Segmented woodturning is an interesting craft. It is one of those wood projects that requires more than just a wood lathe and some lathe tools. It helps to have woodworking equipment such as a table saw, a planer, a jointer, a mitresaw, an open stand drum sander, and a disc sander. Also when starting out you’ll need to design for your segmented woodturning project . First, decide if you want to turn a bowl, a vase, salt and peppermills, or even a lamp. Next, you’ll need to dr...
Watch how to use a spline miter jig on the table saw. Two simple and easy to make table saw spline miter jigs are demonstrated in this woodworking video presentation. Watch how the woodworker cuts accurate spline slots into the miter joints of picture frames. The two splined miter jigs are of differing sizes because the picture frames very in size. Notice how easy it is to cut the slots for the splines. Simply secure the picture frames to the jigs by using spring clamps. Adjust the heig...
While waiting for glue to dry I tackled the large drawer that will be faced with the mahogany/maple-stripe front. After the last project where I used dovetails for all the small drawer I wisened up (is that a word?!?) and went with box joint. My box joint jig is based on my Incra 998SE Miter gauge . The 1000SE comes with the flip stop which is very useful with 2 built in stops, and a micro adjustment which I use to sneak up to a perfect box joint fit. For added stability I also use the...
Using my previously made SketchUp model I made a full sizes printed template using the following steps: 1. Setting up a Parallel view: The default view in SketchUp is “Perspective” which allows us to view things in 3D which looks ‘real’ due to the perspective view but for printing we want to be able to see the drawings in 2-D as if they were printed on a flat paper (which is what we about to do). In order to do this you need to go to the menus under “Camera...
Where possible we used one leg to mark out the other. He then cut to that line on the band saw and smoothed it back to the line with a variety of hand tools. To get the twist in the leg that it needed to meet the crest rail he cut to a line on the top and was careful to hold it at an angle so as not to cut into it at the bottom. This established the two edges with a bump in the middle. He them covered that area with yellow chalk and tried to plane, scrap, spok...
I’ve got the shorts sorted out, but still don’t have a T ruler… one step at a time. So I took the table saw, shop vac, outfeed roller, and everything else that was in the way out of the garage and started organizing the stack of shorts I got. to the ordinary person passing by, I might have looked like a psycho – cleaning board by board with compressed air to clean the wood – from the wood dust on it (these all came from a manufacturing shop and were covered...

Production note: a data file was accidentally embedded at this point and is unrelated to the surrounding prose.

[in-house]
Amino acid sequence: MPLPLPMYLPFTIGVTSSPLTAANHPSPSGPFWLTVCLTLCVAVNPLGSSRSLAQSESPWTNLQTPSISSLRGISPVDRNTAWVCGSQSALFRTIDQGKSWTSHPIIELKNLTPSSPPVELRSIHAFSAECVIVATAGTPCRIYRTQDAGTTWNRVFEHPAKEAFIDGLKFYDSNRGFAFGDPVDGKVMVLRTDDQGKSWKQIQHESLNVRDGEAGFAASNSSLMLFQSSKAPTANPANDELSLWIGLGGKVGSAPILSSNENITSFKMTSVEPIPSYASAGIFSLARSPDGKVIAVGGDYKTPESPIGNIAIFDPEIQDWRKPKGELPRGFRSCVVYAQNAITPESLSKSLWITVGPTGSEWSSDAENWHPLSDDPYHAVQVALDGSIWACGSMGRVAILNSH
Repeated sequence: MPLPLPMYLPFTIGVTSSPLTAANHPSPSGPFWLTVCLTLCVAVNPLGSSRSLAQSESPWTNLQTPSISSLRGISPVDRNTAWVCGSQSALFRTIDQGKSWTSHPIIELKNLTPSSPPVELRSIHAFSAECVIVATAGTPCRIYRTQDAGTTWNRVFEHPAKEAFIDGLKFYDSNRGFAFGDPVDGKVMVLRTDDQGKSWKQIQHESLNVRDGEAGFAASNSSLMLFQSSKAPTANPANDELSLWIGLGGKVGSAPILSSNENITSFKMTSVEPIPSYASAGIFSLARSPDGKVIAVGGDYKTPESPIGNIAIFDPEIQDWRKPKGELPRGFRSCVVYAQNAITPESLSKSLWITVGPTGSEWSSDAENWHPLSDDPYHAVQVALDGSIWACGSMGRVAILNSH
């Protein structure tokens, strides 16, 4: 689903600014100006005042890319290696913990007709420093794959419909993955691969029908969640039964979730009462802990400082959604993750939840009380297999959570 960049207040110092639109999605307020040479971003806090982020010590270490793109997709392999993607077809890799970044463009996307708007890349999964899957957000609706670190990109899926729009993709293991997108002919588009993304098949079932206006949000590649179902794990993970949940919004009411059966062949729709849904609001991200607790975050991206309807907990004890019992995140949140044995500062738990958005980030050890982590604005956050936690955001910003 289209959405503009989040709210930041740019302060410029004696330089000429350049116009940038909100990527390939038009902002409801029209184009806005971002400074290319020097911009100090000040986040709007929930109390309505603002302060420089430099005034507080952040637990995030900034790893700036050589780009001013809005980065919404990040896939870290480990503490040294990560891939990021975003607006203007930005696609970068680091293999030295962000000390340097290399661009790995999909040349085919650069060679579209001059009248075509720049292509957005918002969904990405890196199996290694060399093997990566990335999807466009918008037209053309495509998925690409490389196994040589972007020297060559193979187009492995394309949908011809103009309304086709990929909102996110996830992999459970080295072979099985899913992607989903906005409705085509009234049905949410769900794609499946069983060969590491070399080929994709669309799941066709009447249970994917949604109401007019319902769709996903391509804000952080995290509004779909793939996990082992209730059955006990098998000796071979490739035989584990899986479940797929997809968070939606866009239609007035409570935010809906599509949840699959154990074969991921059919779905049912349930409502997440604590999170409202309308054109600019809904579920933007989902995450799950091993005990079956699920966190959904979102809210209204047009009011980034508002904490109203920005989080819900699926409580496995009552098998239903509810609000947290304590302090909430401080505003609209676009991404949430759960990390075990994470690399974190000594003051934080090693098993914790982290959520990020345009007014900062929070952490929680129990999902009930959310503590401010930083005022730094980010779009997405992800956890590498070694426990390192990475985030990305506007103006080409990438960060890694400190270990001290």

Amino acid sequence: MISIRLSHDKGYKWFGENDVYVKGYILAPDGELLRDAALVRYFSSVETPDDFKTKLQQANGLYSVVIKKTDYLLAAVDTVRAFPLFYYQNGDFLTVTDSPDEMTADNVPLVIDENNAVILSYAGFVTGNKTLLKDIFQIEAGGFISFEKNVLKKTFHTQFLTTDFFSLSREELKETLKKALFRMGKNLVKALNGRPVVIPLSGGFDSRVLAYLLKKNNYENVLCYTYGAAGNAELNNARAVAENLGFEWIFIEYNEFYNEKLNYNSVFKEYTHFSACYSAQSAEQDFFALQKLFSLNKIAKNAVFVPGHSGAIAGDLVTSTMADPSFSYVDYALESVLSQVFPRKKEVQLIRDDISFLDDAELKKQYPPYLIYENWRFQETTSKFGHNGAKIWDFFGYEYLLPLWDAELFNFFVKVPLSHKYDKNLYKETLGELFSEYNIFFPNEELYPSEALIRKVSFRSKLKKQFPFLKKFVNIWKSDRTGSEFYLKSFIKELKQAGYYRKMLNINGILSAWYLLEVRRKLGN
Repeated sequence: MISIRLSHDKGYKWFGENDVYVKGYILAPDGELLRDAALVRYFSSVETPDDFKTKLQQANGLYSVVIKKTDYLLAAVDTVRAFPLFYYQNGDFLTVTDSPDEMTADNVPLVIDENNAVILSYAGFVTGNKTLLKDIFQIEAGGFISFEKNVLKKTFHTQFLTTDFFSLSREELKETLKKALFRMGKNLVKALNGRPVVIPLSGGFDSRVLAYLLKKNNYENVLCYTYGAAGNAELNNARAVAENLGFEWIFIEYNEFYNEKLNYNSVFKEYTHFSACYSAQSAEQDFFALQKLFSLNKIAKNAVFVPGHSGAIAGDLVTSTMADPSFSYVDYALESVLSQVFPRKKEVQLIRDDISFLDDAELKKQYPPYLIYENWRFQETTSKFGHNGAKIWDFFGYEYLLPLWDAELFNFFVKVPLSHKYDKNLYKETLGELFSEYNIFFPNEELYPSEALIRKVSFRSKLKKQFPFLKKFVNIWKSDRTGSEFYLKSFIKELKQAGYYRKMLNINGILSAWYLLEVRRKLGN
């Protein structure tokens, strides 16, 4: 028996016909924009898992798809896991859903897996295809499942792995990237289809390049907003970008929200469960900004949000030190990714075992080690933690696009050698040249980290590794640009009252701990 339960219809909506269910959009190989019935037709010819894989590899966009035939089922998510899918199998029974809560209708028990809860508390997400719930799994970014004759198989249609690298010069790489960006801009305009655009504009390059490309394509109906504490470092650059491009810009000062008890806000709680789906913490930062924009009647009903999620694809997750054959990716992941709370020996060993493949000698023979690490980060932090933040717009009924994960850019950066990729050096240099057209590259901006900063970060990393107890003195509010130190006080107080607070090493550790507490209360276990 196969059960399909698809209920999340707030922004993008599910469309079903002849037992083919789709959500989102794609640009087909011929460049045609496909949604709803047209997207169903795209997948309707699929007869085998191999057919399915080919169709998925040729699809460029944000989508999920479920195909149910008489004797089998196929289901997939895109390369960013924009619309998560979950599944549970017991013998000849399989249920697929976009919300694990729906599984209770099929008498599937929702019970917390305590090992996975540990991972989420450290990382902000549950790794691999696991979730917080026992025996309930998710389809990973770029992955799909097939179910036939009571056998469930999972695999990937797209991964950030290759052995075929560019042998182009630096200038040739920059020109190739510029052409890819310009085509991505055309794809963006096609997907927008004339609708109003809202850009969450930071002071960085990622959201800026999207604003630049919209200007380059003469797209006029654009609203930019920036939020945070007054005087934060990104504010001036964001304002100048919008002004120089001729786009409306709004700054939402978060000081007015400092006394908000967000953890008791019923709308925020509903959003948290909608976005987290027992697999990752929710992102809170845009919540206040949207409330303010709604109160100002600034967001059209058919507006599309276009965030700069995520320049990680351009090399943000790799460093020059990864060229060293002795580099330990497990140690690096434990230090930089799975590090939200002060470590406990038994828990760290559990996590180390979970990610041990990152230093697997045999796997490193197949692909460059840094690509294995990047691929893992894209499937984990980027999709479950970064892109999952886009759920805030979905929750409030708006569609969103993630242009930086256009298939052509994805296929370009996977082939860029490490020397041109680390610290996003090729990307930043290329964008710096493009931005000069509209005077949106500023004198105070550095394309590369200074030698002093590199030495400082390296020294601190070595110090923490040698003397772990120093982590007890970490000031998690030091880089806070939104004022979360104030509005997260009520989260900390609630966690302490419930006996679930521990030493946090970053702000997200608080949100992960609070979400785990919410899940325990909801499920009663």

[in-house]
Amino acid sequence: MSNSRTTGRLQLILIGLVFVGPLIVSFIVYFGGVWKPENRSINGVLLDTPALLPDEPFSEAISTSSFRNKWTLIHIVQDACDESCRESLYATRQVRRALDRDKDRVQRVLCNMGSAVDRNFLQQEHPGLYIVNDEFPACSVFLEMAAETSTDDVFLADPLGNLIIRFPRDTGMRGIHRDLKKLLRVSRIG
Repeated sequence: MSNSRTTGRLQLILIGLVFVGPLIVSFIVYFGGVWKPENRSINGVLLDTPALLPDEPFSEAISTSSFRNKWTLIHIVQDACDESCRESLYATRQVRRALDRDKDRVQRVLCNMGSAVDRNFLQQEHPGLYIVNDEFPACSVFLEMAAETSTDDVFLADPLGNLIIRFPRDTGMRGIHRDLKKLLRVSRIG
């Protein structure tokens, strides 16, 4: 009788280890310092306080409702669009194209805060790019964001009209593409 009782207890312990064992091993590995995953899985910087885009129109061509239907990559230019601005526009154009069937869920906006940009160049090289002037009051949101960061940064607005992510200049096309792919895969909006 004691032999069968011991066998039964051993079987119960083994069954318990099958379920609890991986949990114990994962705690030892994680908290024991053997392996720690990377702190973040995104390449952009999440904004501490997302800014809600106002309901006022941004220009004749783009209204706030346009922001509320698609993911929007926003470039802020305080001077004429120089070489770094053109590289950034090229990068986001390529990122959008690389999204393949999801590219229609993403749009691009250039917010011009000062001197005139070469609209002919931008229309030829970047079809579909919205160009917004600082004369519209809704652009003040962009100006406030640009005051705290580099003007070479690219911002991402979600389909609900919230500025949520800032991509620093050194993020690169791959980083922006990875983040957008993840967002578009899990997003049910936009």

Jack and Jill, Went up the hill.To fetch a pail of water. Jack fell down,And broke his crown,And Jill came tumbling after. Then up Jack got,and home did trot.To old dame dob,Who fixed his KNOB,With vinegar and brown paper. What does this have to do with a machinist toolbox? well. I also had to fix my knobs, but not with vinegar and not with brown paper (although the walnut IS indeed brown)... read on: I wasn’t feeling too well today so I probably should not have done much wo...
Yesterday I was able to cut the tails on the carcass side parts. I used the bandsaw to cut the tails because the blade cuts straight and is narrow, although I did get some rough cut surface this time because I have a kink in the blade. I’m thinking in the future to use the Table saw with the blade tilted at ~10 degrees and the part passed vertically much like cutting box joints, but that will have to wait for future projects as for the time being -these tails are cut already. Once th...
This project is half finished – Literally I mean. I figured since I’ll be working on the drawers, and the toolcart is in the basement it’ll get dirty, and oily finger marks might penetrate the wood and no sanding in the world will take those out, so I decided to finish the cabinet and protect it from the ‘elements’ around…. and boy did I get struck out by one of those elements… but more about that later. And so I gave the cabinet a good sanding wit...
I’m building a side table out of African Mahogany (G&G design). And I wanted to use a different type of wood for the apron. What is a good fit for it? I thought of spalted maple but I think it would look too busy. And how do I post a picture here? I wanted to show my A. Mahogany. Thanx
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